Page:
The Australian Competition and Consumer Commission (ACCC) says the fuel excise cut announced in last week’s Federal Budget is largely being passed through to customers, thereby lowering petrol and diesel prices as designed.

    The government-backed watchdog says its monitoring of petrol prices has found “significant falls” in retail prices in the major capital cities a week after the cut in fuel excise came into effect, and added it would continue to monitor service station pricing.

    It claims that between March 29 and April 5, 2022, average daily regular unleaded petrol prices fell by between 25 cents per litre (c/pl) and 27 c/pl in Sydney, Melbourne and Brisbane, around 31 c/pl in Adelaide, and by 35 c/pl in Perth.

    Prices have also reportedly fallen in Canberra, Hobart and Darwin, by between 19 and 24 cp/l so far, while prices in many regional centres are also lower. For example, in Cairns and Launceston, petrol prices have fallen by about 24 c/pl, and Armidale by 15 c/pl in one week.

    The ACCC added it was also seeing a reduction in diesel prices in many locations reflecting the cut in excise, “but by not as much as petrol”. This may reflect that turnover of diesel is often longer than turnover for petrol, at least at servos without truck bays.

    The excise cut was equal to 22 cents per litre, so evidently this claimed fall in fuel prices is also attributable to other factors such as international refined petrol prices and the exchange rate.

    “Over the next weeks, as petrol stations use up their stocks of fuel on which the higher excise had already been paid, we expect the reduced wholesale price to be passed through at the bowser everywhere,” ACCC Chair Gina Cass-Gottlieb said.

    “… Despite the various factors impacting the fuel price, our analysis indicates that clearly a major part of the reduction in excise has already been passed through in the major capital cities.

    “… It will take some time for petrol stations with lower turnover to use up existing stocks of petrol and diesel, and restock with fuel at the reduced wholesale price that takes account of the excise cut,” Ms Cass-Gottlieb added.

    While the temporary cutting of the fuel excise from 44 cents to 22 cents per litre was welcomed by the car industry, both the peak body for car brands (the FCAI) and the peak body for dealerships (AADA) want much deeper reforms to vehicle taxation in general.

    The FCAI says now is the right time for policy makers to look into a broad-based road user charge scheme “which would replace a range of outdated and inefficient charges”.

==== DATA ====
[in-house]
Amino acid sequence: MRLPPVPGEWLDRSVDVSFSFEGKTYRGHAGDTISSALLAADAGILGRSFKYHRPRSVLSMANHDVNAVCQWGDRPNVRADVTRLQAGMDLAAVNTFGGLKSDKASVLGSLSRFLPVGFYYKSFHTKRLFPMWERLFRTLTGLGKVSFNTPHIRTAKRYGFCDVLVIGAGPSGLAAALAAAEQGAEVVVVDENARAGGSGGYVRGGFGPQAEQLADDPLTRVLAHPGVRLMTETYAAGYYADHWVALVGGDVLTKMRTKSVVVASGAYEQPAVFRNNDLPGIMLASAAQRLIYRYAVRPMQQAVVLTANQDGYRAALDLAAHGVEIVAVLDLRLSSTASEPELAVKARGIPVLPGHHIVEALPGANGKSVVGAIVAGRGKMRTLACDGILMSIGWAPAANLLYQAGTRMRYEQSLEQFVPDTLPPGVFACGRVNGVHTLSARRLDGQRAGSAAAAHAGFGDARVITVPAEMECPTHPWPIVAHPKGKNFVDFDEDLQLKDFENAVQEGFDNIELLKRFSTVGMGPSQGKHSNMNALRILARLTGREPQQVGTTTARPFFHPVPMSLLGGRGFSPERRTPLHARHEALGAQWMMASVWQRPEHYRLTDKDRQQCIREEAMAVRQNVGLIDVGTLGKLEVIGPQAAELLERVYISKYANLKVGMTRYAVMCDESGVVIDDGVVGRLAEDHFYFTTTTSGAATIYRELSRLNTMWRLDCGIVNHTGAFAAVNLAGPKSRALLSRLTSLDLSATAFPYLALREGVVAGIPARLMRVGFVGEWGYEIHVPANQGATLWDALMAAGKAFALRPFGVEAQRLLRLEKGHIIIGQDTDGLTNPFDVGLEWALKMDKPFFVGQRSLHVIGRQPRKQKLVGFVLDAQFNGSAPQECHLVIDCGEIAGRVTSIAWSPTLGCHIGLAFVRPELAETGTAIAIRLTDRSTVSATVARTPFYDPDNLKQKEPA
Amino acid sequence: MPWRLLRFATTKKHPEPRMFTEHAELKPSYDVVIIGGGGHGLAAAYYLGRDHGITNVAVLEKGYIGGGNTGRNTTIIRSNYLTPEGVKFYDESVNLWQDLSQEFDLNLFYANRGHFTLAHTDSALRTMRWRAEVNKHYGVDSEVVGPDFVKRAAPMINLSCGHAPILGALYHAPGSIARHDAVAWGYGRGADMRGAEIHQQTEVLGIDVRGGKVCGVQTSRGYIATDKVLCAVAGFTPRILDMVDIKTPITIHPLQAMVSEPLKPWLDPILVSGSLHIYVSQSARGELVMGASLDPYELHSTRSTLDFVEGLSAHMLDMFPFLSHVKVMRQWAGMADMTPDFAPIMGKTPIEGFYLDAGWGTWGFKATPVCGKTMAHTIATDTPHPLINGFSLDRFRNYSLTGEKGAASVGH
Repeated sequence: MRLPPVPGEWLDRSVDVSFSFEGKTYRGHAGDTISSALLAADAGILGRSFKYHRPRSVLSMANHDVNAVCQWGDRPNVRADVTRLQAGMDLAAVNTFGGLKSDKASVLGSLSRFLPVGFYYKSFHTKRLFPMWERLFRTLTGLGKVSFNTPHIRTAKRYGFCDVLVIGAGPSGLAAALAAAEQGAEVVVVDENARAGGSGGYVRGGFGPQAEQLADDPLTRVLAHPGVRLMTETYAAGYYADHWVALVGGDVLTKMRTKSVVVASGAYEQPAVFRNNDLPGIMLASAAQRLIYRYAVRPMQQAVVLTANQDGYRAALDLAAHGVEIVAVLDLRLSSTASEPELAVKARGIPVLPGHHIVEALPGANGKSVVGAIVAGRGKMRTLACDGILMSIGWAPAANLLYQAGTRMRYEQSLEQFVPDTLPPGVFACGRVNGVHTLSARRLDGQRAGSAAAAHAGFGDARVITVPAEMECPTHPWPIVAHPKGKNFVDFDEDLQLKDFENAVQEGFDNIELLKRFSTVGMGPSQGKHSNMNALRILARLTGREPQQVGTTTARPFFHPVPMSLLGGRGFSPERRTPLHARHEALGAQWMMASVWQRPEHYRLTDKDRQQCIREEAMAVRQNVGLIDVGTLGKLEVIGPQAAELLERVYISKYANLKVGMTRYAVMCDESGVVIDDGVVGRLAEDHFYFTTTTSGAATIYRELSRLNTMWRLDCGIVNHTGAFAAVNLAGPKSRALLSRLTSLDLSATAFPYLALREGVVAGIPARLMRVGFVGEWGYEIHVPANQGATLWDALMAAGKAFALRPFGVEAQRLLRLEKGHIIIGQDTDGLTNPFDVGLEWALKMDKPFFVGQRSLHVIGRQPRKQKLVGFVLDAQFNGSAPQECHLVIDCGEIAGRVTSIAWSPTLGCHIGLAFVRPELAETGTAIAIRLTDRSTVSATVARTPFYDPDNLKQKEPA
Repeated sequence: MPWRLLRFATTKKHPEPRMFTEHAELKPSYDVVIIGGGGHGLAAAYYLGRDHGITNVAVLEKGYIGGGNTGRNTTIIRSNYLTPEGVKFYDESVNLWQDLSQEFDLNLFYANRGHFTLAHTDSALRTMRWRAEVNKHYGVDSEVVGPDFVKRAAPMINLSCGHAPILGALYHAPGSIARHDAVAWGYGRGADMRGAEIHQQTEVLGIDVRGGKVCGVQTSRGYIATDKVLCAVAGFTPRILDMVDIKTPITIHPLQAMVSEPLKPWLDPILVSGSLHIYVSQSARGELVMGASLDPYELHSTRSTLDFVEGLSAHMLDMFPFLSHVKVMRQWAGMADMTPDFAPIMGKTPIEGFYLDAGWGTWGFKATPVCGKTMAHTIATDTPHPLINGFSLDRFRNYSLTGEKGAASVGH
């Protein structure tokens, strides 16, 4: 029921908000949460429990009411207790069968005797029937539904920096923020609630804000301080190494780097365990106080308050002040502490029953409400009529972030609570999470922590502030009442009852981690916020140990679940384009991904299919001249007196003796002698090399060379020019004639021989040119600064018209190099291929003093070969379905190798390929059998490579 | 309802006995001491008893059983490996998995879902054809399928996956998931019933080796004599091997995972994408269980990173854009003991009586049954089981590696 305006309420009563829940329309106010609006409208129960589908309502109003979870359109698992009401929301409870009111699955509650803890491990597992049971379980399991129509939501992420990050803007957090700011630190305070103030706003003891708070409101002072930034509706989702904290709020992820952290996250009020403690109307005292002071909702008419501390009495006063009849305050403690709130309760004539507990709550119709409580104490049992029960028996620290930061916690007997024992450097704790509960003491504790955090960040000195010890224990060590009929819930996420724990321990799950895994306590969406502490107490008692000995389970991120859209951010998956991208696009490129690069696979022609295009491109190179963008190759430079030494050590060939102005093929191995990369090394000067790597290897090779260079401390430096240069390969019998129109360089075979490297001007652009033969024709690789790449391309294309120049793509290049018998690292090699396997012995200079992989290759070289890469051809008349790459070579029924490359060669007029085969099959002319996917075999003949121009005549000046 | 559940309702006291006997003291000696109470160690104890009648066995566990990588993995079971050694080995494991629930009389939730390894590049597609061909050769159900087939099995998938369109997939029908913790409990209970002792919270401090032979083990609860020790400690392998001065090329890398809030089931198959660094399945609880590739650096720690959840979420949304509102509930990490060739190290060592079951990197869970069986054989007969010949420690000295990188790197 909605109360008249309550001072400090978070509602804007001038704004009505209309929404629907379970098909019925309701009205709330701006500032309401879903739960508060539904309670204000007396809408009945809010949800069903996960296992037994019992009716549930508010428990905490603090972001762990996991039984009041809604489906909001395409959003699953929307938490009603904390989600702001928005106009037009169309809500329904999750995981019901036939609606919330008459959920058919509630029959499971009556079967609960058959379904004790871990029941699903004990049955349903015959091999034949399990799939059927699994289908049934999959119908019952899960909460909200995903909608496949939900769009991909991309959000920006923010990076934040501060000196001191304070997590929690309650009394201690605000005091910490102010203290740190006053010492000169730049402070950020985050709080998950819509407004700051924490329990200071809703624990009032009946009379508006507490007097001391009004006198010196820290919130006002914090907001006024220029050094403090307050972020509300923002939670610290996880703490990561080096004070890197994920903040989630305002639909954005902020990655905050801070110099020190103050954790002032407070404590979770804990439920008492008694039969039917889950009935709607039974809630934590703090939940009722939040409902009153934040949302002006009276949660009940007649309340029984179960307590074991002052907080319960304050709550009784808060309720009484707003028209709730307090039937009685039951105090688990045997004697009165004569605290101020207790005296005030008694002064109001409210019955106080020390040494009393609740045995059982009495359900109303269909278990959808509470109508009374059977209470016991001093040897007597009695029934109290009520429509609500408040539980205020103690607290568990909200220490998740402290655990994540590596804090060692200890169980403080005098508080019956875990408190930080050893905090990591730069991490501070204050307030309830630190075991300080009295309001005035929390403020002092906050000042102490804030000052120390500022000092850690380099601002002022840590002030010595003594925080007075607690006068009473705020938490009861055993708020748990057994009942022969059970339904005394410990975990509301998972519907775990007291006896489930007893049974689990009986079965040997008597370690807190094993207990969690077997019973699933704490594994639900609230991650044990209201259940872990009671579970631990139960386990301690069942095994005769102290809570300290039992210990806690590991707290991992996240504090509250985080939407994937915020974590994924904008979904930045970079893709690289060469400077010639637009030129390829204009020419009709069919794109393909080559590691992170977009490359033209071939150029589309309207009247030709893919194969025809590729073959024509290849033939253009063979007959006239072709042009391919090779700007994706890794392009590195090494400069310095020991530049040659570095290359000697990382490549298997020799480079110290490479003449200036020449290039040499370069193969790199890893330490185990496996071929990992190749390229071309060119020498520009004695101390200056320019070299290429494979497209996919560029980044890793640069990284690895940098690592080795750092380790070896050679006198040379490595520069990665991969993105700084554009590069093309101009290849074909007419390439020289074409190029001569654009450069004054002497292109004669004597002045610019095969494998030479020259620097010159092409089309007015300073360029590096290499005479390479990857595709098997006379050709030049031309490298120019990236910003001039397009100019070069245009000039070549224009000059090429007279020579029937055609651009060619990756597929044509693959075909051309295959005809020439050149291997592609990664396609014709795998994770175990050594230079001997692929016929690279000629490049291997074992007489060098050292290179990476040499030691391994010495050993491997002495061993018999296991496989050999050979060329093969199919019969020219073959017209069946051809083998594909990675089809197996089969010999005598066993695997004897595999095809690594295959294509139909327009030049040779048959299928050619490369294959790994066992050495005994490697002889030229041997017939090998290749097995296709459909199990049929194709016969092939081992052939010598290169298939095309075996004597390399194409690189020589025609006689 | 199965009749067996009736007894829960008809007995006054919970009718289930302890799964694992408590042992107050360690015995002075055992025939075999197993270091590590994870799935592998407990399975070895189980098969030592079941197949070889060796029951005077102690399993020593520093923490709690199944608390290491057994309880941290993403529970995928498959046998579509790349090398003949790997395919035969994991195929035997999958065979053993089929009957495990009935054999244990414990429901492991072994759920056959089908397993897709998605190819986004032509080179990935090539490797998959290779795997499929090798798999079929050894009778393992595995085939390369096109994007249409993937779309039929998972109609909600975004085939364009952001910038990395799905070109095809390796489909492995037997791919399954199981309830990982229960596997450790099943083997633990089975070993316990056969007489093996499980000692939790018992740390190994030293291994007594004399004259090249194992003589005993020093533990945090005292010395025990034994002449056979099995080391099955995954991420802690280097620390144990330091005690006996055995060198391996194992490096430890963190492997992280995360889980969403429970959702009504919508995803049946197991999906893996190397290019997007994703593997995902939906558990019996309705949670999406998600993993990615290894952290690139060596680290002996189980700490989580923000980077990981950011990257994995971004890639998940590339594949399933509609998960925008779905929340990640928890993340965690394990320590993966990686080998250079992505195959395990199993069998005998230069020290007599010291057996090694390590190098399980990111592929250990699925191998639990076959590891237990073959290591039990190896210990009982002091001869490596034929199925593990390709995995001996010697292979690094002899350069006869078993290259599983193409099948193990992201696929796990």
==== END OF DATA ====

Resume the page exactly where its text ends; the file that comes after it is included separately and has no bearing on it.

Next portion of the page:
“Since the release of the FCAI’s discussion paper on road user charging, some State Governments have announced plans to introduce a road user charge for the owners of electric vehicles as part of their zero emission strategies. Our view is that Governments can take this further and apply a road user charge to all vehicles, regardless of their engine type,” said CEO Tony Weber.

    “Importantly, a road user charge is not an additional tax on motorists. Instead, it can replace a myriad of charges such as registration, fuel excise licence fees, luxury car tax and sales tax.

    “The reduction in complexity also presents an opportunity to reduce the large bureaucracies required to administer these inefficient taxes and charges, providing additional economic benefit.”

    “State and Territory Governments are beginning to adapt to the changing nature of mobility in Australia, including the rise of electric vehicles that do not pay fuel excise. Applying RUC more broadly and scrapping taxes like fuel excise and the luxury car tax will ensure that all motorists are paying an equitable amount to use Australia’s road network.

    “… Clearly the details need to be carefully considered to ensure any scheme considers the application of equity for motorists across the country. This is particularly important when considering rural and regional travel, the Australian lifestyle and our tyranny of distance.”

    “We need this reform to move Australia’s road tax system from last century and ready it for the future of motoring. Australians want a future that can provide clarity, simplicity, fairness and value to their wallet. There is no better time than now to bring this future into reality.”

    The AADA likewise called on the government to commit to structural tax reform in the automotive industry.

    “While [the] Budget responds to the current cost-of-living pressures being experienced by so many car owners, we desperately need a national plan for the major changes facing the automotive industry,” AADA CEO James Voortman said.

    “In the lead up to the reintroduction of the full fuel excise in September 2022, the Government should consult widely on reforming this heavily taxed sector.

    “Dealers’ customers provide tens of billions in taxes annually to federal, state and territory governments. Halving the fuel tax for motorists for six months will relieve some pressure in the short term, but what is desperately needed is a wholesale review of the automotive taxation system in Australia.

    “This budget shows that motorists will be paying billions in taxes, such as import tariffs, the luxury car tax, fringe benefits tax, GST and excise. With Australia no longer manufacturing passenger vehicles and with the emergence of low emissions vehicles (LEVs), it is questionable whether our current automotive taxation regime is fit for purpose.

    “This is a time of immense change in the automotive industry, and we are seeing state and territory governments follow their own paths on crucial issues such as provision of incentives for LEVs, vehicle taxation and road user charging. We simply need national leadership.”

    MORE: Government cuts fuel excise in half for six months

    Mike Costello
    Mike Costello is a Senior Contributor at CarExpert.
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